According to McPherson, at least three Native American cultures - the Mimbres, Olmec and Chaco - figured out that agriculture inexorably led to civilization, which was a problem, and consequently forsook agriculture to return to a hunter-gather diet. There is little archaeological evidence to support his conjecture, but McPherson insist this is a hard lesson modern humans have yet to learn.
The Mimbres were a group of small villages in southern New Mexico, each with less than 200 inhabitants, existing between approximately A.D. 100 and A.D. 1150. Destruction by looters of this archeological site means that pottery and other artifacts cannot be studied in situ, and important clues about Mimbres culture and history have been destroyed. The region experienced several harsh droughts, and there was significant depopulation. McPherson claim that they didn't store seed corn after the depopulation period, which confirms that Mimbreños made a conscious decision to be anti-civilization.
There are several problems with this analysis. First, there was never really a population explosion among the Mimbres, with 6, 000 being a peak estimate. During droughts, arable land remained along the river banks, and some Mimbres never migrated and continued farming. If or why the Mimbres didn't store seed, for how long, and how widespread, are all unclear. But even if true for an extended period, one anecdotal example of a complex culture does not prove the Mimbres became anti-agriculture and anti-civilization.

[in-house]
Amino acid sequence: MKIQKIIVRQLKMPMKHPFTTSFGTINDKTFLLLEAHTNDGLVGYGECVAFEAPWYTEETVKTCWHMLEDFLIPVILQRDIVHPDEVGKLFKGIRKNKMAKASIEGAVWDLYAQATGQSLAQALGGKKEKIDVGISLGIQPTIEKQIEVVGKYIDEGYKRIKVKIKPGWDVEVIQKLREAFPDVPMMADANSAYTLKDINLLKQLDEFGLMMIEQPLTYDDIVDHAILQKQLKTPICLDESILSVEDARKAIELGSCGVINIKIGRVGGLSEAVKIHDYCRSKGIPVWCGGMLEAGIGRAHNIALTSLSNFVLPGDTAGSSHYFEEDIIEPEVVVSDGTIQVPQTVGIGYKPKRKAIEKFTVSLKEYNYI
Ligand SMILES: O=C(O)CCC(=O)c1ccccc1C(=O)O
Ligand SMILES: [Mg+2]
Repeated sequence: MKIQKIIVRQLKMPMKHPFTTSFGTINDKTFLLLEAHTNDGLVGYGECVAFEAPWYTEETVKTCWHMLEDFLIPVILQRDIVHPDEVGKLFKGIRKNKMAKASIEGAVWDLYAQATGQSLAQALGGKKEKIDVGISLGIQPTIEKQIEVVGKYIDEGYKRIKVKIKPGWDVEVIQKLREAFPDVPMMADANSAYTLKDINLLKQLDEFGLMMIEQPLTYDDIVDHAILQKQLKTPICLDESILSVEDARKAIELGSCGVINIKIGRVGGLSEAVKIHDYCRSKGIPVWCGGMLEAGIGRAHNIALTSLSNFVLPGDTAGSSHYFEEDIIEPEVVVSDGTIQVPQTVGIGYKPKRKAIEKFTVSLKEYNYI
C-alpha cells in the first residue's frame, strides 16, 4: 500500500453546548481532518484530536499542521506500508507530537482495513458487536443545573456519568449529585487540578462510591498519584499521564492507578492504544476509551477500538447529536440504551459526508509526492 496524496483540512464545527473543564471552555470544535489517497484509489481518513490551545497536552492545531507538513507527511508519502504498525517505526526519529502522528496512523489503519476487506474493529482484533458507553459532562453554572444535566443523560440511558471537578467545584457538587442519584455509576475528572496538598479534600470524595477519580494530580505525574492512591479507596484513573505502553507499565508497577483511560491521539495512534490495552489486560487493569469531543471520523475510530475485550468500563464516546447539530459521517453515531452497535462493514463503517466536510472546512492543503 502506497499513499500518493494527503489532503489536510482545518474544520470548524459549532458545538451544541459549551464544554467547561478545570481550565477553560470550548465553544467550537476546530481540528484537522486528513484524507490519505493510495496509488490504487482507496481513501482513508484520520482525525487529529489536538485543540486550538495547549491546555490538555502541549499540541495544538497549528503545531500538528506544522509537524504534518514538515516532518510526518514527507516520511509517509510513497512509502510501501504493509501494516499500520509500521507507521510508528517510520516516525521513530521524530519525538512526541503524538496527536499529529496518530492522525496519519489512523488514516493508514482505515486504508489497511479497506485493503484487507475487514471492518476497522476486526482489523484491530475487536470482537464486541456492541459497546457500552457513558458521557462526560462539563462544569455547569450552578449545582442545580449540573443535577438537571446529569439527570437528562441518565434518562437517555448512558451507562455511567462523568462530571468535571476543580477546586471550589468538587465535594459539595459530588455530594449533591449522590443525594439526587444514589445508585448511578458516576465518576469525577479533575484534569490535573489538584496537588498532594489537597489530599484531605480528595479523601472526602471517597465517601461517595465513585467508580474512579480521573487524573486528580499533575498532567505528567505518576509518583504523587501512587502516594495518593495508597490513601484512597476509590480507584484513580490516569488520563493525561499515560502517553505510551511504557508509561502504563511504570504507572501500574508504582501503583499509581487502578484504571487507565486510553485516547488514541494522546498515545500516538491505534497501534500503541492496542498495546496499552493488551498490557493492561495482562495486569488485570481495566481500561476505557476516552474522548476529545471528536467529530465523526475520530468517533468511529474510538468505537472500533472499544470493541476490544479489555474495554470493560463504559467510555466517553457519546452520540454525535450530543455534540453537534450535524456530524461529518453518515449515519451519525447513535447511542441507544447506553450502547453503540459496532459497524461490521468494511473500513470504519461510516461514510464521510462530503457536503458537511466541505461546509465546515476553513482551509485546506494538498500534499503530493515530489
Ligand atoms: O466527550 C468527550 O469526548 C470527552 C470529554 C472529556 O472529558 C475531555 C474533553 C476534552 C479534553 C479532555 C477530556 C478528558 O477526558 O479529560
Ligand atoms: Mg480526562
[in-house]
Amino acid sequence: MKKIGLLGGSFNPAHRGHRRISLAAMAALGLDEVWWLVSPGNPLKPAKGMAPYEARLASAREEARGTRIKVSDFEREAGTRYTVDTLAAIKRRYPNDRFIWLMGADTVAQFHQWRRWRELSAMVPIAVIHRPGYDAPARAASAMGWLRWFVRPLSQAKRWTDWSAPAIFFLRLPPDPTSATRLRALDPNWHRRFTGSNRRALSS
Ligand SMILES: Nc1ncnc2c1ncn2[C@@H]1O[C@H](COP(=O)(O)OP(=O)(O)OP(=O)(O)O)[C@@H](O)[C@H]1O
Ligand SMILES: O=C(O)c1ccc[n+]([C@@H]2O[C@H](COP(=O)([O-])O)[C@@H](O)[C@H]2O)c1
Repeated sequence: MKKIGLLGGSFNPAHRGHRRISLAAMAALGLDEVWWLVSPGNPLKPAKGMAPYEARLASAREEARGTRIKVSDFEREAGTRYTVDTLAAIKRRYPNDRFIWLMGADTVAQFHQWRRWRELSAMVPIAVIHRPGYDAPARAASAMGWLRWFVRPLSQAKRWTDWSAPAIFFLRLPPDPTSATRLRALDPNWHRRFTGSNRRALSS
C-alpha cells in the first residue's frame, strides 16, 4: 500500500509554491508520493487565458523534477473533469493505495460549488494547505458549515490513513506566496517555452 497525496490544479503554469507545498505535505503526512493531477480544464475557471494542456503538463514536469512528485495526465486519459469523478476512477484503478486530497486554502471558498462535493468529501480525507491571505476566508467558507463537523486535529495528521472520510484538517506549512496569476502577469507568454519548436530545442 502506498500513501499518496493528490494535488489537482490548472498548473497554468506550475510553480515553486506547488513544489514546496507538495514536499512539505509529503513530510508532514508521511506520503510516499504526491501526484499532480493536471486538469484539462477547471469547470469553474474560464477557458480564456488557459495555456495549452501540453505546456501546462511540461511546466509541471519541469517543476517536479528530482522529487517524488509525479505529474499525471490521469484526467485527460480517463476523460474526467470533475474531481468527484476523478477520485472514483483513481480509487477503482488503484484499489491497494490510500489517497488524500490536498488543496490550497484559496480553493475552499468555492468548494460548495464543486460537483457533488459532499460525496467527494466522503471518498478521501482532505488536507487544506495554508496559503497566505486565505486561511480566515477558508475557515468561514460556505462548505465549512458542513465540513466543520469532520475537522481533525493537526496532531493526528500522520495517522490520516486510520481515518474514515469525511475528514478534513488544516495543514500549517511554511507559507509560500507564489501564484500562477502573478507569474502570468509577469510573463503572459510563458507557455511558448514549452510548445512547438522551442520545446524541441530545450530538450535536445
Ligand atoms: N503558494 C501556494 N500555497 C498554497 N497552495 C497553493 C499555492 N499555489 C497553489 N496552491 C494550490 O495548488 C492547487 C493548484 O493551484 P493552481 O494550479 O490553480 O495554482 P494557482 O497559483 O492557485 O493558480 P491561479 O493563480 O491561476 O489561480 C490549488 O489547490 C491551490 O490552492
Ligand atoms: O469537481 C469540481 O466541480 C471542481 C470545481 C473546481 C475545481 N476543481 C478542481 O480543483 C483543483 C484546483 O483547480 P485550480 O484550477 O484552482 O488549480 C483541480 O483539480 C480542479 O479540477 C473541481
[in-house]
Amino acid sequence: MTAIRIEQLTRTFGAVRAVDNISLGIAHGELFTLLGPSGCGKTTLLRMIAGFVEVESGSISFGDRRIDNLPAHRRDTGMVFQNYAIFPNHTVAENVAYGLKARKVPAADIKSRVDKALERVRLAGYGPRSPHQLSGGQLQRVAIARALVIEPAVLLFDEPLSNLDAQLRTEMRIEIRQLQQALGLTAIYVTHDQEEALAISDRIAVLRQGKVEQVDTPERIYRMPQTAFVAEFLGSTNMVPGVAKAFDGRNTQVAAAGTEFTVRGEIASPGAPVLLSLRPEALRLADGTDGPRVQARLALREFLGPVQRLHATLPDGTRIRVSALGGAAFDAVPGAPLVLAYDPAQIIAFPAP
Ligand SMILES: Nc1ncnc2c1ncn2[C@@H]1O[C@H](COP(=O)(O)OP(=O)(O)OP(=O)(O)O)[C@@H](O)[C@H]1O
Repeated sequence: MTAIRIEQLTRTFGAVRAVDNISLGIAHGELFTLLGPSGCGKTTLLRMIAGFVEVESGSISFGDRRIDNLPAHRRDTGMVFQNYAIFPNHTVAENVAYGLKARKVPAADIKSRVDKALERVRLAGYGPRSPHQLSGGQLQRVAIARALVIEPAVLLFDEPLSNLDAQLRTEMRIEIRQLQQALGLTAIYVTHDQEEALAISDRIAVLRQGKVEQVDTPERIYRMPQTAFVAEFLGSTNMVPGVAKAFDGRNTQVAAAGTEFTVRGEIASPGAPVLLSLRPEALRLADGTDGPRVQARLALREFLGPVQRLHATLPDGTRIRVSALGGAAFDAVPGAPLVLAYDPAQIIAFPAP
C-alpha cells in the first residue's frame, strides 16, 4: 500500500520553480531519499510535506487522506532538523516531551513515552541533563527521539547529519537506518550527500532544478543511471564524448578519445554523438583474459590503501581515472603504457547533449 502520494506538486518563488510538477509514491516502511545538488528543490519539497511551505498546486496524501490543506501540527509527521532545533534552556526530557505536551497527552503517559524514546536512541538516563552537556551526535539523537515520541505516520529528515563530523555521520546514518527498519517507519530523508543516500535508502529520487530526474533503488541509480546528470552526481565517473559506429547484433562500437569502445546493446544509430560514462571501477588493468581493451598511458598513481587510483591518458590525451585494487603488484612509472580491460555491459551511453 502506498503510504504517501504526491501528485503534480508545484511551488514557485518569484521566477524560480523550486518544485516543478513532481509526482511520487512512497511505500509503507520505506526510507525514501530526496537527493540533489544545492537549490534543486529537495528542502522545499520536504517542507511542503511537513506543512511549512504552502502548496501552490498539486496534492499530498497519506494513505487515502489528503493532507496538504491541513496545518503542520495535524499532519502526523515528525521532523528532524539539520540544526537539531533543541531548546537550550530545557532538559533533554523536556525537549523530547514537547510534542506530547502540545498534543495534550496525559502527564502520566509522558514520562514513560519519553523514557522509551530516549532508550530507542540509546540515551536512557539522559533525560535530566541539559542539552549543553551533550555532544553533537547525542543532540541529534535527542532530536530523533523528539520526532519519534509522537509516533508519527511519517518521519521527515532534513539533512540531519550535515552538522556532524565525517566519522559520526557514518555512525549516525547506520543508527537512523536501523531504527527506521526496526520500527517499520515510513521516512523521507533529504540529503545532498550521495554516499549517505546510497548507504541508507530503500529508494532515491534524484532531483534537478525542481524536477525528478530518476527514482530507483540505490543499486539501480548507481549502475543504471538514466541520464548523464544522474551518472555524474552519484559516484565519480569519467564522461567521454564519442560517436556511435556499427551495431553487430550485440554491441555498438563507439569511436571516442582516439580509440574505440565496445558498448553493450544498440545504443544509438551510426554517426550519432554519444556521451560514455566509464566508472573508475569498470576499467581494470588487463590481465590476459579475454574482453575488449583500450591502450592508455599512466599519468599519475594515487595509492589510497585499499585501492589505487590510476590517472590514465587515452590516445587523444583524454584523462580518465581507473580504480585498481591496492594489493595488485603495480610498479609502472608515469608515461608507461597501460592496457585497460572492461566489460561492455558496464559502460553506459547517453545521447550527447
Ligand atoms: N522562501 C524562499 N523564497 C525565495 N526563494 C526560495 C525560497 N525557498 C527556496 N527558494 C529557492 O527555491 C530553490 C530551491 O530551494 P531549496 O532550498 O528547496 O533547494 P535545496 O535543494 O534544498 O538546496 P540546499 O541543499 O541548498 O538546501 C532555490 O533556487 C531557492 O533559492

McPherson similarly claims that Anasazi and Olmecs decided to become anti-civ after collapse from the effects of cultivation. However, experts on the Anasazi have observed that severe droughts, religious upheaval, internal political conflict and warfare may have led them to abandon Chaco Canyon and migrate south into Mexico, where, significantly, they continued to practice agriculture. Furthermore, few Anasazi remained or returned to the canyon to live as hunter-gathers. Olmec researchers state that their collapse was due to volcanoes, earthquakes, silting up of rivers, and political conflict, and few, if any, make a case for collapse due to agriculture-led over-population. Olmec sites were never re-populated and successor Mayan cultures continued to rely heavily on agriculture. There is hardly no evidence to suggest the Mimbres, Olmec and Anasazi in Chaco Canyon resorted to hunter-gathering exclusively.
Myth of the Noble Savage?
If there is no anti-civilization exception to the agrarian dead-end, this leaves little room for hope for deep ecologists and their hunter-gather vision of the future. Finding repentant hunter-gathers is not their only problem. Deep ecologists fail to explain why many agricultural civilizations never collapsed, or why some farming groups have not experienced population overshoot. They do not explicate the rise and fall of hunter-gather groups in any general or specific context, distinguish between matriarchal or patriarchal agriculturalists, or discuss the relationship between collapse and patriarchy in a non-agrarian context. Collapse on Easter Island was not due to the adoption of farming, but to deforestation caused by patriarchal culture.